NBC Universal

Tyler Durden's picture

"There Is No Chinese Wall. Please. Come On. This Is Wall Street"





Remember the look on one's face when one hears there is no Santa Claus, or tooth fairy? That, more or less, is what the visage on everyone's favorite CNBC anchors Becky Quick, Joe Kernen and Andrew Ross Sorkin was, when Chris Whalen matter of fact (because it is a fact) let a rare glimpse of reality on the NBC Universal distraction and entertainment show, when he said "There is no Chinese Wall. Please. Come on. This is Wall Street." Awkward silence follows. And why not: if the banks officially call frontrunning an "Asymmetric Information Initiative" to mask the simple illegality from the idiot regulators, why not call a spade a spade, and expose one more aspect of the lies and crime that is shoved down investors' throats every single day.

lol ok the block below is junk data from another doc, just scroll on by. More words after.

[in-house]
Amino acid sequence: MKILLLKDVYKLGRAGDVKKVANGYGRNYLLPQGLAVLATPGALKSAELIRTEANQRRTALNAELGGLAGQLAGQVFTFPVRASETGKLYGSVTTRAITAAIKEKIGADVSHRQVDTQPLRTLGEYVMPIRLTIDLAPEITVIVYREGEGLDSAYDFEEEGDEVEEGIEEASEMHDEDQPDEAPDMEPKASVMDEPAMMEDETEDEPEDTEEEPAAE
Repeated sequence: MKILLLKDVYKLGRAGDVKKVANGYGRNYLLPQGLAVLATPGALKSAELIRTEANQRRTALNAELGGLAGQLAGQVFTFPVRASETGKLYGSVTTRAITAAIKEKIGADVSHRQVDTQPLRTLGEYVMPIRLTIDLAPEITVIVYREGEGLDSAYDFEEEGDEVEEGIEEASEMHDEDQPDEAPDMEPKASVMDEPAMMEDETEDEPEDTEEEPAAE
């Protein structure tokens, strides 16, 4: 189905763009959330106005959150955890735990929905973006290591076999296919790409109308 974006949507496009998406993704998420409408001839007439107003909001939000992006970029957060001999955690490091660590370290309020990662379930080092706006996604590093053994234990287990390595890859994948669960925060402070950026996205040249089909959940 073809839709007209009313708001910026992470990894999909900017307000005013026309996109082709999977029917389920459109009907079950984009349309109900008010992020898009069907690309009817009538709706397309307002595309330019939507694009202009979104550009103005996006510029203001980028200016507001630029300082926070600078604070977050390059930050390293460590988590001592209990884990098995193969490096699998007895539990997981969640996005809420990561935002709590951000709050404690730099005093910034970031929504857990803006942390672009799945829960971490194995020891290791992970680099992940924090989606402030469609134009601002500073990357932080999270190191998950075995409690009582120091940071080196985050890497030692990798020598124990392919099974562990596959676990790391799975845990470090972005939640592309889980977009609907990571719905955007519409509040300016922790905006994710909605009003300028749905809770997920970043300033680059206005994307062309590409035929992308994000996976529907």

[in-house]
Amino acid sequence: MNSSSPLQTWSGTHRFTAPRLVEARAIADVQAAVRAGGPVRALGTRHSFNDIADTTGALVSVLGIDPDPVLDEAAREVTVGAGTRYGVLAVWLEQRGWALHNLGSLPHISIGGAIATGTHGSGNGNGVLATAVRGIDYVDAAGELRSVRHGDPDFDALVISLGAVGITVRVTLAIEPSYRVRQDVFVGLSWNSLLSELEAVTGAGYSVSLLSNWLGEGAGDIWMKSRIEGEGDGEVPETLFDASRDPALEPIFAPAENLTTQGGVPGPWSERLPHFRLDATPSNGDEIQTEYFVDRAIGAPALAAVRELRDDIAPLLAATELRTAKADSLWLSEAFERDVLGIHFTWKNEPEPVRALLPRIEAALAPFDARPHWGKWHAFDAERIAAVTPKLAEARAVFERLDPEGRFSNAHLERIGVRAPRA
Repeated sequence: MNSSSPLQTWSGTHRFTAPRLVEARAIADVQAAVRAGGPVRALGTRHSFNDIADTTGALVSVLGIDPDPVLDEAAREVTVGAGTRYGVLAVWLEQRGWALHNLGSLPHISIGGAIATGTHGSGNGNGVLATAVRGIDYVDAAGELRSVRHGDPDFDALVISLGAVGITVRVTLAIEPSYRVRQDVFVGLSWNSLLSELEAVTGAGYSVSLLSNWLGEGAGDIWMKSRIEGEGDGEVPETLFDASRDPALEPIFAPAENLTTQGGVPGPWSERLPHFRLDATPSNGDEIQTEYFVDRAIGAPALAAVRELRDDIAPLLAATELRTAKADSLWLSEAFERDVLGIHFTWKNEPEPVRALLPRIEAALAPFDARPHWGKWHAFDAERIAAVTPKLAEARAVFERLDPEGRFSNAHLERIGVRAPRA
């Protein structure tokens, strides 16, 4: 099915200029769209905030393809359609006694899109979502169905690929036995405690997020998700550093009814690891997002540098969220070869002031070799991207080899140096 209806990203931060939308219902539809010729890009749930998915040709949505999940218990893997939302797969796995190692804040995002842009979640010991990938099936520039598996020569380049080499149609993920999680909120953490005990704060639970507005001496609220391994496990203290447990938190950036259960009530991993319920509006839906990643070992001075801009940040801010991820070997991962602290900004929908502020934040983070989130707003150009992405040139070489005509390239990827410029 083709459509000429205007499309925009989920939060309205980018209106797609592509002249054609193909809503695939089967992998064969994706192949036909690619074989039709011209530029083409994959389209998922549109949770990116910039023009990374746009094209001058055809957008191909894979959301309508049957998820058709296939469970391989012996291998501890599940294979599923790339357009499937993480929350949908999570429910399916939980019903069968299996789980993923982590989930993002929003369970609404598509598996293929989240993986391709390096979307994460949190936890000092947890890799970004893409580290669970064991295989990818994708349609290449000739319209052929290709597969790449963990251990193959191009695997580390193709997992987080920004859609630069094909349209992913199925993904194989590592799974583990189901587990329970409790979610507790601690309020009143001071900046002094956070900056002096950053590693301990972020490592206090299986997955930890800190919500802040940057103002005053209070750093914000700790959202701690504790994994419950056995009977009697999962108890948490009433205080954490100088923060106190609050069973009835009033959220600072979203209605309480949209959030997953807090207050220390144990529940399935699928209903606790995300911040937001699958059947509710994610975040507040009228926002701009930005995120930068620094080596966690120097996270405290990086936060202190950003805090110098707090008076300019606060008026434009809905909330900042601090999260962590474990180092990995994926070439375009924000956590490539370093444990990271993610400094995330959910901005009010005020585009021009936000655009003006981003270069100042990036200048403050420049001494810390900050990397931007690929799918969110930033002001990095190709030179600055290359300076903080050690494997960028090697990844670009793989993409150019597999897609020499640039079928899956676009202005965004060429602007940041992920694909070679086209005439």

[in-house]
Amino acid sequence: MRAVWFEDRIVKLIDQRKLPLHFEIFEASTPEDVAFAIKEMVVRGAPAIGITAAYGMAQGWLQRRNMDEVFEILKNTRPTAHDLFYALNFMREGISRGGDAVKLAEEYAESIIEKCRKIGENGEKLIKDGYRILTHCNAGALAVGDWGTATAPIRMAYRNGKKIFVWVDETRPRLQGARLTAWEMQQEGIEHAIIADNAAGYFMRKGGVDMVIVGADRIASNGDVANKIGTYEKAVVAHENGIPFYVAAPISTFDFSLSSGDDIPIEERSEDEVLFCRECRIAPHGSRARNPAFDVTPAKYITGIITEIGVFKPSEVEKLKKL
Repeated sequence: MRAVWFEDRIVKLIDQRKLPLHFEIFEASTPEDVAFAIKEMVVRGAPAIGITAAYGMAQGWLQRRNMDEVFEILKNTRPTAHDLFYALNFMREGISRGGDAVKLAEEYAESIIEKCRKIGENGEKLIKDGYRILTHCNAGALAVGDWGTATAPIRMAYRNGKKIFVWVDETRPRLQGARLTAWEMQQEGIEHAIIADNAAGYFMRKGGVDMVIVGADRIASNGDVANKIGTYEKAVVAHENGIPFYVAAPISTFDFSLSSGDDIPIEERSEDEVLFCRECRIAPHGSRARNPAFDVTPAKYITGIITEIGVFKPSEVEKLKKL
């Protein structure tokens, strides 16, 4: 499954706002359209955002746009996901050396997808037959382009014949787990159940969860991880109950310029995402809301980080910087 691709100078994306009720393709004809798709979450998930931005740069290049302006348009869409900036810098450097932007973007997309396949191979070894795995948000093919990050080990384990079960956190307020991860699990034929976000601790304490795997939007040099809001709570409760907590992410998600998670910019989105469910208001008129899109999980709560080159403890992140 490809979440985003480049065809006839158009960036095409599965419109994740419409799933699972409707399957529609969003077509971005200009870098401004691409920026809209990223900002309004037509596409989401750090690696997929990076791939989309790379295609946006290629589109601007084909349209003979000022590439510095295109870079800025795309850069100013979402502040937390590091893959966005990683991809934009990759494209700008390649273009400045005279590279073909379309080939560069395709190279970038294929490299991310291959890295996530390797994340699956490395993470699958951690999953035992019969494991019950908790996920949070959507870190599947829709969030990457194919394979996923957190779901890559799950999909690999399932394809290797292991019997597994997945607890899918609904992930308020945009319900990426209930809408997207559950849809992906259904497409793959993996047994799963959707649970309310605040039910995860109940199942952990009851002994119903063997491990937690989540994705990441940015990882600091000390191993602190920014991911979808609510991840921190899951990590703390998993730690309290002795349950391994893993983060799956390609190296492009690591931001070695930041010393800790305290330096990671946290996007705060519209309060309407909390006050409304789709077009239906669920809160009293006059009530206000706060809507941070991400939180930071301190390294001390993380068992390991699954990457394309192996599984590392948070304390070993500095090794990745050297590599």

Tyler Durden's picture

Bill Dudley's Financial Holdings Disclosed At Time Of AIG Bailout